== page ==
UMMC Ekaterinburg’s roster reads like a who’s who of WNBA talent – including Stewart, Allie Quigley, Jonquel Jones, Brittney Griner, Maria Vadeeva, Emma Meesseman, Alex Bentley and Courtney Vandersloot. ESPN has reported that several players are planning to leave Russia, but those players are not being identified for their safety.

Who knows how the CBA negotiations would have gone if the salary increases were placed in said agreement without the prioritization clause? This is sure to be an even heavier topic of discussion next year once the clause goes into effect. Let us also remember that Stewart injured her Achilles overseas which sidelined her for the entirety of the 2019 WNBA season – and greatly hindered the Storm’s chance at repeating as champions that season after sweeping the Washington Mystics in the 2018 Finals.

The exploits of WNBA players overseas is always a hot-button discussion in WNBA circles. Teams even promote how their players are performing overseas in social media posts – such as the Las Vegas Aces with #AcesAbroad and the Liberty with #LibsAbroad. But as what is happening in Ukraine illustrates, the potential pitfalls with going to an overseas country to play ball go far beyond potential injury, adjusting to another country’s culture and the strain all of that travel takes on the body.

It includes the potential of going to a country where political unrest (or, in this case, geopolitical unrest) can have potentially dire consequences as what Ukraine is seeing right now. And that can put innocent players like Ogunbowale and Peterson in danger.

The WNBA has to eventually get to a point where their salaries are such (and that the presentation of the league is such as was the case with AU) that more players no longer feel as if they have to go overseas and put themselves in potentially dangerous situations like Palestine-Israel and Ukraine-Russia. That is part of the reason why it is baffling that Cathy Engelbert is not using any of its $75 million capital gains investment to go towards salaries or improving the player experience.

As Ukraine-Russia illustrates, the risks of going overseas far outweigh the benefits – and the increased salaries are the reason why players are hooping for these teams. Engelbert and others within the WNBA would likely talk about the league’s current economics being the reason why salaries are what they are (in addition to the CBA), but if that is the case, Adam Silver and the NBA needs to make the W more of a priority.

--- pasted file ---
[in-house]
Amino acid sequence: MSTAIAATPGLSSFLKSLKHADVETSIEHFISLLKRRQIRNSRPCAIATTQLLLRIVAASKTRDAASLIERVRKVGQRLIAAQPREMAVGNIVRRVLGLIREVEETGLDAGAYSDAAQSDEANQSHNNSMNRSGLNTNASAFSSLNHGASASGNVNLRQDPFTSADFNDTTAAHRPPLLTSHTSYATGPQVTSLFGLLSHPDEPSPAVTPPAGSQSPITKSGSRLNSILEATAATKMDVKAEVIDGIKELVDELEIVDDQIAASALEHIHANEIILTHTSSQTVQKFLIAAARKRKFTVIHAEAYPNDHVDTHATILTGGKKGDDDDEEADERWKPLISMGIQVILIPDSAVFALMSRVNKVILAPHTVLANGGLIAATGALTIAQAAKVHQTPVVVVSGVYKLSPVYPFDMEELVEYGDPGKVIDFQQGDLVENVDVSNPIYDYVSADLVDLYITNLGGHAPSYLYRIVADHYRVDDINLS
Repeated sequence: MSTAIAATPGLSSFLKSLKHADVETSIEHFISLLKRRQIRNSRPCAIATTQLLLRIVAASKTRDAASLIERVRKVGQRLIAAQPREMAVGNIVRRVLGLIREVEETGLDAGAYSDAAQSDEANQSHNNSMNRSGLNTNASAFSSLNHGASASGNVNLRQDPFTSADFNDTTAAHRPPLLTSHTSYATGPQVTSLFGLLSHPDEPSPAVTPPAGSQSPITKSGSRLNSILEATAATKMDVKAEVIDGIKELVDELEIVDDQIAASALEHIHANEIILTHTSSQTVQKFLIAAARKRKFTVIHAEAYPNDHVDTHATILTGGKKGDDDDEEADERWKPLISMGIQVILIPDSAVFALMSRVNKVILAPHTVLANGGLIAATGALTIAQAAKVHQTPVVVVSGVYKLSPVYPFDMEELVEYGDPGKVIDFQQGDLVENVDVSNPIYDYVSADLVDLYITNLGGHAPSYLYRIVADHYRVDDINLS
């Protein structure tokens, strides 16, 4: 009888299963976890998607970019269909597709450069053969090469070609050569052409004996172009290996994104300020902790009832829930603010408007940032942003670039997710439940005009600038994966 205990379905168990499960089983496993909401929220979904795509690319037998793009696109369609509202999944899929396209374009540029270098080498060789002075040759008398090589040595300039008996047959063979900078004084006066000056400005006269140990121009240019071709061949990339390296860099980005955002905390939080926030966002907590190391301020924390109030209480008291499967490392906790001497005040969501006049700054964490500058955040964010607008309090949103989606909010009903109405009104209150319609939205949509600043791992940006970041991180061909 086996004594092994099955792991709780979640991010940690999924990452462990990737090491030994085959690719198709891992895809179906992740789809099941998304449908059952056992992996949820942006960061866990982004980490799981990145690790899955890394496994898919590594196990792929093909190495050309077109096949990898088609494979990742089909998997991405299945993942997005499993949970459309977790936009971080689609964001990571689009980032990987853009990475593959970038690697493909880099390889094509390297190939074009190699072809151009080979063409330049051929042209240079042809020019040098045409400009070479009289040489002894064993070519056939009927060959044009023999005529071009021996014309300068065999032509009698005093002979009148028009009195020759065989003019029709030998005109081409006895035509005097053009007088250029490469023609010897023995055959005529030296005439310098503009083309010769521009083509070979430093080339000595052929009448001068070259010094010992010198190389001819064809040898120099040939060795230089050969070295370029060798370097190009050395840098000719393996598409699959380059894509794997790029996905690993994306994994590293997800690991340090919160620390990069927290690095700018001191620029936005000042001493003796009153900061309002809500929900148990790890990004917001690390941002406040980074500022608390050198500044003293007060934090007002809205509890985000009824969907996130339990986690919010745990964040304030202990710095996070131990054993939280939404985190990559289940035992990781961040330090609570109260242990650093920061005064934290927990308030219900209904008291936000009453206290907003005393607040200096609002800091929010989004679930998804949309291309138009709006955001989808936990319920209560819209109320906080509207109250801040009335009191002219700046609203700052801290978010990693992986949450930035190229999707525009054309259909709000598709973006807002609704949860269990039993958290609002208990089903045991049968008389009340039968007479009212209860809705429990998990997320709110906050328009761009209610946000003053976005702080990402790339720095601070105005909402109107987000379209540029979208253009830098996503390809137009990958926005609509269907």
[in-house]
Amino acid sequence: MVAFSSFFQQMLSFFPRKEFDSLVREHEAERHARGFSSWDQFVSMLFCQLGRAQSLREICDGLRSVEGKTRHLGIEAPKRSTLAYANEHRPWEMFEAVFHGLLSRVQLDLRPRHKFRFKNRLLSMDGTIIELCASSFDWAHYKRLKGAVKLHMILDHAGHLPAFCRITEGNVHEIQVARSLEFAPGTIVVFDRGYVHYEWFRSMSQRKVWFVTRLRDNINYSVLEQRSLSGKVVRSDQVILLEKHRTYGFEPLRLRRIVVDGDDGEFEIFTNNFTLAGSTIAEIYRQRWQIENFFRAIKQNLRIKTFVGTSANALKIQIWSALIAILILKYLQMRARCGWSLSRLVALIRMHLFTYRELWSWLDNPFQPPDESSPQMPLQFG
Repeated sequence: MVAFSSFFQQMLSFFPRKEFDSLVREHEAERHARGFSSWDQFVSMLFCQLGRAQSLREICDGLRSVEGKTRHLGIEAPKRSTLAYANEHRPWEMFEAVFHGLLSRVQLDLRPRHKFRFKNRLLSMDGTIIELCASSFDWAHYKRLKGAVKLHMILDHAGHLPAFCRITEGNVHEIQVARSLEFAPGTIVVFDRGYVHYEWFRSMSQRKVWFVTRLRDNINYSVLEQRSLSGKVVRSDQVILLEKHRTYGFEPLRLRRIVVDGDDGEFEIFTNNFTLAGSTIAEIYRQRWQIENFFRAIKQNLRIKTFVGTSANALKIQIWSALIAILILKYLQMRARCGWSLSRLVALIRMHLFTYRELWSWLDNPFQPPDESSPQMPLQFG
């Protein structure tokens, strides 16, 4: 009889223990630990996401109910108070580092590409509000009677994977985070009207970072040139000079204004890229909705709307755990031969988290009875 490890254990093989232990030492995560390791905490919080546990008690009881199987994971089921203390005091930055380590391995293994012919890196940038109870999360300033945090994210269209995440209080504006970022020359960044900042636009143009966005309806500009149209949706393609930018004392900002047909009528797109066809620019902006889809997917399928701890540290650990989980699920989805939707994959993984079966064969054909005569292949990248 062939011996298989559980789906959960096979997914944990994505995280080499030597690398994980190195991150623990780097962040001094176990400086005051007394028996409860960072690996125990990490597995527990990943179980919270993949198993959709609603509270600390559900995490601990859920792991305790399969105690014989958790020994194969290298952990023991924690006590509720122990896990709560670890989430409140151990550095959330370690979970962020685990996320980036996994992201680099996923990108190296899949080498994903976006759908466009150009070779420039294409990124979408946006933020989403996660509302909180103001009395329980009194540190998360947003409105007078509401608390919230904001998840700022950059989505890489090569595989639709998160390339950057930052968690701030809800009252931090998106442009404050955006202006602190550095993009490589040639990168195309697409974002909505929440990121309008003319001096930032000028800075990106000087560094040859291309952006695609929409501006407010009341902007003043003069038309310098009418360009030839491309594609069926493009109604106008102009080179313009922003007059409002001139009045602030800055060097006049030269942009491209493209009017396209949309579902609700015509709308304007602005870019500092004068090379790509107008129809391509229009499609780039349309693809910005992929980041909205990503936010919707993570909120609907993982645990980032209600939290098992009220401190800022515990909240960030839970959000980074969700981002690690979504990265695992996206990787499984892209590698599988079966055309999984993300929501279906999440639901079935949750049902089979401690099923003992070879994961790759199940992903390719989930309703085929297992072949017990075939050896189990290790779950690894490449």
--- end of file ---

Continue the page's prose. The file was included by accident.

After all, if they can find more money to invest in a potential high school-to-G League pipeline (when G League attendance is nowhere near WNBA attendance), then surely some more of those greenbacks can be used to make life easier for WNBA players. After all, they simply want to play basketball and spread social awareness without having to put themselves potentially in danger of doing so. But that is the risk of going overseas.

Doing more to increase player salaries is actually a benefit for the WNBA because it also increases the likelihood that more players will be visible during the offseason, therefore, increasing the league’s reach. Imagine a WNBA where more of its biggest names such as Candace Parker, Chiney Ogwumike and Betnijah Laney were staying stateside during the offseason. Those are three big names who bring eyeballs to the WNBA and money in the W’s bank account.

Hopefully this is something that comes up in the next CBA. The prioritization clause will surely be a topic of discussion – if not the topic of discussion next season. As for now, we hope that Ukraine is able to defend itself against Russia’s military because Ukraine is a nation whose people deserve to live in peace under a democracy just as Russia’s people deserve to live in peace – under a democracy that it currently is not right now.

And the WNBA is a league where its player base – which is 80% Black women – should be able to make a comfortable living playing the sport they love without potentially getting caught in the crosshairs of scenarios they did not ask for.